(Bloomberg) -- A federal judge in Brooklyn formally rejected a $30 billion settlement between Visa Inc., Mastercard Inc. and retailers to cap credit-card swipe fees after telegraphing earlier this month that such a setback in the two-decade long litigation could be expected.

US District Judge Margo Brodie issued the ruling Tuesday, and ordered the parties to confer and respond to the ruling by June 28. 

Brodie said at a hearing earlier this month that nothing she heard had changed her mind that the settlement should be approved. The settlement would have permitted retailers to charge consumers extra in transactions involving Visa or Mastercard credit cards, and allowed the merchants to adopt pricing tactics that steer consumers to lower-cost cards. 

Following the June 13 hearing, the credit-card companies said they were disappointed by the judge’s stated intention to reject the deal. But some merchant groups applauded Brodie’s comments.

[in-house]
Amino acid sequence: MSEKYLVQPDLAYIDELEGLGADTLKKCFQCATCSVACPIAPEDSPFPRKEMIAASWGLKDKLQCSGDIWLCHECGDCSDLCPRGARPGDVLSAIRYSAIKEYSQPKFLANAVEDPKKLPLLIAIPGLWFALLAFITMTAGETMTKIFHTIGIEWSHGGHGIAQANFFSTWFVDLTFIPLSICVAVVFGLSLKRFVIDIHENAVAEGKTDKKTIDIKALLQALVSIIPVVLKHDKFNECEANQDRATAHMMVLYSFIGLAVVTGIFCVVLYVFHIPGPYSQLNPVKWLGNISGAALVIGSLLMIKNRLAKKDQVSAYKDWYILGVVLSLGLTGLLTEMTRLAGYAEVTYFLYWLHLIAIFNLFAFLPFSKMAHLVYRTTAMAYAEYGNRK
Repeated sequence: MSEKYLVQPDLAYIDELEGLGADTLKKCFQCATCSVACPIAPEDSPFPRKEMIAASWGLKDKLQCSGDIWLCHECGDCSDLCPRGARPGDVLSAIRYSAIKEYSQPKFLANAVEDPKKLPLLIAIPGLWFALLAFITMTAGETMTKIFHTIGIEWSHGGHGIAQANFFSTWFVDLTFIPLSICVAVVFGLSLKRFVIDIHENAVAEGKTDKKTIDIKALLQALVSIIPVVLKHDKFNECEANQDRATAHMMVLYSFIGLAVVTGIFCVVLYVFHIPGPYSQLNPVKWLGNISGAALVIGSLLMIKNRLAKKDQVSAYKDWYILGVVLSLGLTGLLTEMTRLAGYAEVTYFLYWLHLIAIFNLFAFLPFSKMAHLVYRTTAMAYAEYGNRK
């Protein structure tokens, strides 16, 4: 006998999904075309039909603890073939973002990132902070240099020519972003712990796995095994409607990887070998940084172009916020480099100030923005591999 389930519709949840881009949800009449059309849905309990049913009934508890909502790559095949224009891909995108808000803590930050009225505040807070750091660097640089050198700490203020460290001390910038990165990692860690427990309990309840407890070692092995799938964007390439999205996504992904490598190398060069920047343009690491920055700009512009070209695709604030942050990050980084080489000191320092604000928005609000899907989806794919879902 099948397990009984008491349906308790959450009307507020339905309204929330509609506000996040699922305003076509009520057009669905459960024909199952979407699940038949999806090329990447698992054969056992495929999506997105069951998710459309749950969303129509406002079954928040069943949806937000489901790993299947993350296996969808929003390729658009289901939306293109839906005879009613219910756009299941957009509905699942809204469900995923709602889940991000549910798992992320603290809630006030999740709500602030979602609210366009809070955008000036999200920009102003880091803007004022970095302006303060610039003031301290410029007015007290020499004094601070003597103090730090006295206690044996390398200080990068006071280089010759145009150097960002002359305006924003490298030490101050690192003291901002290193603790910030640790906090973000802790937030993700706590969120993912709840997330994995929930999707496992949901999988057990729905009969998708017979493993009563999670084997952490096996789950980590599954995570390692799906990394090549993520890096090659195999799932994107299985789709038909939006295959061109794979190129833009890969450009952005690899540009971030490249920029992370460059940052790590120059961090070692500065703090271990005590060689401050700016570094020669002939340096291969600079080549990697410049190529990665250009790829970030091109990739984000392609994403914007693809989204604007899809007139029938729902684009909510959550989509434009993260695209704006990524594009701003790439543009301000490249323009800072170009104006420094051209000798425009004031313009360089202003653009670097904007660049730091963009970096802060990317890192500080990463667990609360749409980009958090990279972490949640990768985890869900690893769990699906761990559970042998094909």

“We appreciate that there was recognition of the fatal flaws that would have made the settlement a bad deal for Main Street rather than a correction of credit-card industry violations of the antitrust laws,” Christopher Jones, an executive committee member of the Merchants Payments Coalition, said in a statement after the hearing.

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